9:5-17 – The defeat of the Jewish enemies and the end of Haman. Rather than this being a Jewish killing spree, it was an organized and authorized response to aggression against the Jews. In fact, the author of Esther repeats three times that the Jews did not take any plunder as they had been authorized to do by the edict from Mordecai (9:10, 15, 16; cf. 8:11). It is stated that the Jews “did what they pleased” which would be a reversal of what Xerxes had told Haman he could do to the people he plotted against (cf. 3:11). What they “pleased” was not the same level of destruction that had been plotted against them though. However, the sons of Haman were all put to death and thus their names were listed in order to signify the complete destruction of Haman’s family line. As an aside, the names of his ten sons are listed in the Hebrew text with the name to one side and the definite direct object marker to the other creating a clearly distinct list-type following the pattern of the list of defeated kings in Joshua 12:9-24 and cities gifted by David after defeating his enemies at Ziklag in 1 Samuel 20:27-31. There was a clear accounting to the king of all those killed in the citadel of Susa (9:11-12), Susa proper (9:15) and throughout the empire (9:16). After reporting to the king the initial slaughter of the Jewish enemies in the citadel of Susa he asked what more could be done for Esther giving her a sort of carte blanche to do as she desired. So Esther requested that the enemies in Susa proper be dealt with the next day. Were they expected to try to continue to attack the Jews? Why should she ask for another day of killing? The text does not answer this. The killing that lasted an extra day in the city of Susa became the reason that the celebration of Purim was observed on two different dates by Jews in the cities and those in the country (9:18-19). Esther also asked that Haman’s ten sons that were killed be hung on gallows for a public display of their shame (cf. 1 Sam.31:1-13 – the public display of the bodies of King Saul and his sons by hanging). The numbers reported killed (500; 300; 75,000) have been considered nothing more than items of farcical comedy by some (Berlin 81-82), but records of factual history by others (Jobes 199) despite the excessive numbers.
9:18-32 – The institution of Purim. The “day of feasting and joy” was not observed on the days of killing and battle, but on the day after when things were peaceful finally. Also, the “celebration is…different from the feasts prescribed by the Torah. Rather than being imposed on the people from above as God’s command met, Purim began as the spontaneous response of God’s people to his omnipotent faithfulness to the promises of the covenant” (Jobes 214). The institution of this day (though celebrated on different days in different locations) became one of celebration for having gained “rest” from enemies (contrast how Haman plotted to take “rest” from Jews by their enemies – 3:8). It was not a celebration of battle or destruction. It was a celebration of joy having come from sorrow and rest from enemies and thus a day for blessing others including particularly the poor (9:19, 22). Thus, Mordecai wrote and sent letters about these events to all of the Jews throughout the empire and described what should be done concerning this celebration that it should be carried out in perpetuity (9:27-28; cf. Exo.17:14). The Jews received this gladly (9:23, 27). As part of the closing remarks the story was written in summary fashion (9:24-25) as an “‘official version’ of the story…simplified and sanitized” to make the king seem to be the one responsible for saving the Jews from wicked Haman and thus leading to the reversal of events (Berlin 90). This all was used for an etiological explanation for the name “Purim” as the casting of the pur (an Akkadian term that had the Hebrew plural affixed to it for unknown reasons in naming the festival) or lot which would otherwise apparently be lost to the readers of the book since it was some time after the initial events. Esther also wrote a letter of commendation for this celebration. Both of their letters were sent to all of the provinces of the empire as a message of “goodwill and assurance” (Heb. shālôm wə’ĕmet “peace and truth”; cf. Isa.39:8; Jer.33:6; and the reverse order in Zech.8:19). Not only was there to be feasting, but this appears to have been preceded by a time of fasting (likely over the days of conflict leading to the celebration with rest and feasting). Why should Esther have written something more than what Mordecai had written and what might this have added to the credibility of that writing? Perhaps this adds to the established authority of Esther who earliest in the story was submissive and now was one who acted the part of the queen as one with authority.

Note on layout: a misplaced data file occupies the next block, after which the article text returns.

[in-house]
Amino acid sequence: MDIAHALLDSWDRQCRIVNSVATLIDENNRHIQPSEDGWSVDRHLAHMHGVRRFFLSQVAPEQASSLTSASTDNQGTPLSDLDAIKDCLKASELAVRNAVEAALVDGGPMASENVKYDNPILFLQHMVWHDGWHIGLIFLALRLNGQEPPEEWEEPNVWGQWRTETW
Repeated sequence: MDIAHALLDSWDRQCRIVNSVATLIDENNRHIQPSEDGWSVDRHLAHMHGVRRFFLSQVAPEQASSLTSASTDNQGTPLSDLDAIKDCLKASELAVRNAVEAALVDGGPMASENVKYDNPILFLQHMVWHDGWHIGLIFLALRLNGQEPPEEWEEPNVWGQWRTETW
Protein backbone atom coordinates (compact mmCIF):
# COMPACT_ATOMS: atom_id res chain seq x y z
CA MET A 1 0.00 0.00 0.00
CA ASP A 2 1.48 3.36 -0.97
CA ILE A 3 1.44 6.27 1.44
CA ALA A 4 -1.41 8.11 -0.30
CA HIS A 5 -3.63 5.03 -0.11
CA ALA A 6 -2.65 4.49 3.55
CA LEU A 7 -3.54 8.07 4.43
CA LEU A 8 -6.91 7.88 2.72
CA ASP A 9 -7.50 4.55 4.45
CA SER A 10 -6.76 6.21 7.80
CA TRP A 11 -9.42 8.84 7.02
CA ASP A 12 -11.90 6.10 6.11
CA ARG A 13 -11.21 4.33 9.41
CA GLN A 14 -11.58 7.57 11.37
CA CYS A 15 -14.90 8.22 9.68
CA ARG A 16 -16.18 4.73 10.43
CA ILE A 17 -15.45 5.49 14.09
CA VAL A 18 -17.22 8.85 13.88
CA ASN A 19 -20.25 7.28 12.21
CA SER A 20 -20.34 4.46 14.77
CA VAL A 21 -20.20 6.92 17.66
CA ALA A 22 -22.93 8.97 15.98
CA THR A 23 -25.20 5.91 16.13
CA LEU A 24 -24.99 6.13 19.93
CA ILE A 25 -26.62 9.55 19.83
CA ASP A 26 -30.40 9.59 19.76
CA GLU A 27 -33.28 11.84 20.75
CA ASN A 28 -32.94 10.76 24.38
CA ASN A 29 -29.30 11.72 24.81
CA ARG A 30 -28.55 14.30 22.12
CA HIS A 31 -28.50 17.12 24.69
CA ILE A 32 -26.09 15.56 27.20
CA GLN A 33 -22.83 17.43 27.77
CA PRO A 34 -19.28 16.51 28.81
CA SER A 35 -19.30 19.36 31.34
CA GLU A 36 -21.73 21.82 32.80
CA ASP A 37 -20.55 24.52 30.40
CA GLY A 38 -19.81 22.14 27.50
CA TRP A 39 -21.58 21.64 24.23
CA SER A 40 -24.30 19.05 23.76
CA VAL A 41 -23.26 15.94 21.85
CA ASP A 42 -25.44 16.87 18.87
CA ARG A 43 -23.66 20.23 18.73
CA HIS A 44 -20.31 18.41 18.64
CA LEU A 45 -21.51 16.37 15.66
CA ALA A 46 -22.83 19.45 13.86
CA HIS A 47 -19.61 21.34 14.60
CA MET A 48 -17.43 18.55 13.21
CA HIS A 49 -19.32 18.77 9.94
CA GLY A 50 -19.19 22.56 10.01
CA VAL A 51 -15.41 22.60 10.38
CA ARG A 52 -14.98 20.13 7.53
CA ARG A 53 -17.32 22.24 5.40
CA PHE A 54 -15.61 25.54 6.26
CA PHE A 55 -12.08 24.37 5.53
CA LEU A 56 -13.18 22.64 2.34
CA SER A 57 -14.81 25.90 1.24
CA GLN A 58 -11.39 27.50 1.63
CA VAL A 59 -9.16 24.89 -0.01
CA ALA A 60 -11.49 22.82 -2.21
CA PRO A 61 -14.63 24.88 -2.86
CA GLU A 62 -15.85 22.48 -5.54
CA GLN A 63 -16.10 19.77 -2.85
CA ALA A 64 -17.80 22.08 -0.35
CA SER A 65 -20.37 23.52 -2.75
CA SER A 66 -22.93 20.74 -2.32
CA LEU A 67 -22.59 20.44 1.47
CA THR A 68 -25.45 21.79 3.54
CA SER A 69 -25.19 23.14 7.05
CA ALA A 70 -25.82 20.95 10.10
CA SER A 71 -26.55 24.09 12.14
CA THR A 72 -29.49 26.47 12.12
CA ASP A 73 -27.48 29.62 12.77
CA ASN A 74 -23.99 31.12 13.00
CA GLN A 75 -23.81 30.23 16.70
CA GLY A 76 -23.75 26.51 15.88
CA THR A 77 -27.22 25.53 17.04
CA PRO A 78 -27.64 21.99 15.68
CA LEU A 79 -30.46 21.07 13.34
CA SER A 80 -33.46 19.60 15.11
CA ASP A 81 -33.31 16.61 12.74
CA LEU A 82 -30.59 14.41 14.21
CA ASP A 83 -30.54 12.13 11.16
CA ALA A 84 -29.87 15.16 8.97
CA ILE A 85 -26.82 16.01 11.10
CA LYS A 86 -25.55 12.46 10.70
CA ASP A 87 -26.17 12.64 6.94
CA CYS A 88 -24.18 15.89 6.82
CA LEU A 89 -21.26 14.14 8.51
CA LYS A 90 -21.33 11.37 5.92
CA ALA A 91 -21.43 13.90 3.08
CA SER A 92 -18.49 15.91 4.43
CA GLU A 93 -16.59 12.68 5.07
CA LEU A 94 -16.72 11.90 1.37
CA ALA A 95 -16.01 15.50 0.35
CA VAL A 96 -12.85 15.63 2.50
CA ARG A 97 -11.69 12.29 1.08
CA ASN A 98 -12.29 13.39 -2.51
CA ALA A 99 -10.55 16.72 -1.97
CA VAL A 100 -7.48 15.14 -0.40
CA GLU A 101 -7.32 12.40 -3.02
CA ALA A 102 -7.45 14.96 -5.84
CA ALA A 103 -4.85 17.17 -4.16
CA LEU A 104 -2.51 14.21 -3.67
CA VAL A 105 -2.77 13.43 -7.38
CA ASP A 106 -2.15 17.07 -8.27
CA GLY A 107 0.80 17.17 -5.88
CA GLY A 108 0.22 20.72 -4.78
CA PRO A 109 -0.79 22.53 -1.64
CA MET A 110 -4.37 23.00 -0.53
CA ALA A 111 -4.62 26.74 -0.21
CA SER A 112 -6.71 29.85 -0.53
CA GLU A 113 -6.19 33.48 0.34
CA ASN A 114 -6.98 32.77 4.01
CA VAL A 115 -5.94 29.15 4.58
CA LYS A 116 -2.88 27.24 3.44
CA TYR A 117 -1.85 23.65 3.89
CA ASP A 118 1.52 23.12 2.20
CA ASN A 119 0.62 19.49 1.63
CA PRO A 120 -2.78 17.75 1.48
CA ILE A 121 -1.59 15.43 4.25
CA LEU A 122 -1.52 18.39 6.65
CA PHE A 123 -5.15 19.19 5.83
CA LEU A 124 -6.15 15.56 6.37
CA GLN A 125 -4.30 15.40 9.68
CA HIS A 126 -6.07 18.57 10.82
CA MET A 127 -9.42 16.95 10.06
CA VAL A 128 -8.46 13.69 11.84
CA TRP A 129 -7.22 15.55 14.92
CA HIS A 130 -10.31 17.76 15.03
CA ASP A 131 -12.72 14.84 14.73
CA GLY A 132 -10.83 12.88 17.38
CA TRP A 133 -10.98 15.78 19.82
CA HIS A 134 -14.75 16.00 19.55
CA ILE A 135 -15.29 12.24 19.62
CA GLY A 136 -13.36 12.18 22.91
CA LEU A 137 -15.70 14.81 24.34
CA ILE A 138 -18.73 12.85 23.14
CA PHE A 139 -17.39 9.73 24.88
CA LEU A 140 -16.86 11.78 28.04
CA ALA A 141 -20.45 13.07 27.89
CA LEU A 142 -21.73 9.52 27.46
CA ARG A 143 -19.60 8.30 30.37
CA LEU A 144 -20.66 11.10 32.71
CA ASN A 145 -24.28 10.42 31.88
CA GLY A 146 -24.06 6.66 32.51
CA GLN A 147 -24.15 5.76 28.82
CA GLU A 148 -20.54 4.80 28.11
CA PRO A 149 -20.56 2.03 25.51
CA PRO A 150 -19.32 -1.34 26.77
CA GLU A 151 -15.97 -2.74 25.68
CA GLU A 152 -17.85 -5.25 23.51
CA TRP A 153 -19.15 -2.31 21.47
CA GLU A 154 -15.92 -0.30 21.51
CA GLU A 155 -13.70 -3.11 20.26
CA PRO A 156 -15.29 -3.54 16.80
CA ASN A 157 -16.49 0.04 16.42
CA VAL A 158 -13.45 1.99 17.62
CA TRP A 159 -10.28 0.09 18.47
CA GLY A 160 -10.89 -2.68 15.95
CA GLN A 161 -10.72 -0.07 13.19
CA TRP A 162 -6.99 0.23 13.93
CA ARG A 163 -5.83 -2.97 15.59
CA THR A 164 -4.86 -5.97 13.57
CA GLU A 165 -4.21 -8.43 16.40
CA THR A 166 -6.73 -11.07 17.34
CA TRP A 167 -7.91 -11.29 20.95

10:1-3 – The continued rise of Mordecai. The conclusion of the book (technically 9:18-10:3) acts as a sort of appendix to summarize what happened after the events of the victory of the Jews against their enemies where the Lord had turned their “lot” from sorrow and destruction into one of joy and blessing. The final few verses enumerate how Mordecai continued to exercise authority throughout the empire as well as to be recorded in the annals of Persia for all he did (following the identical pattern for recordings of the kings of Israel and Judah, for example: 1 Kings 14:29; 15:7, 23, 31; 16:14; 1 Chron. 27:24; 2 Chron.25:26). Mordecai was exalted among the Jews because of all he did on their behalf (cf. the celebration of “Mordecai’s Day” in 2 Macc.15:36). Why should Mordecai be so exalted in the conclusion of a book named after Esther?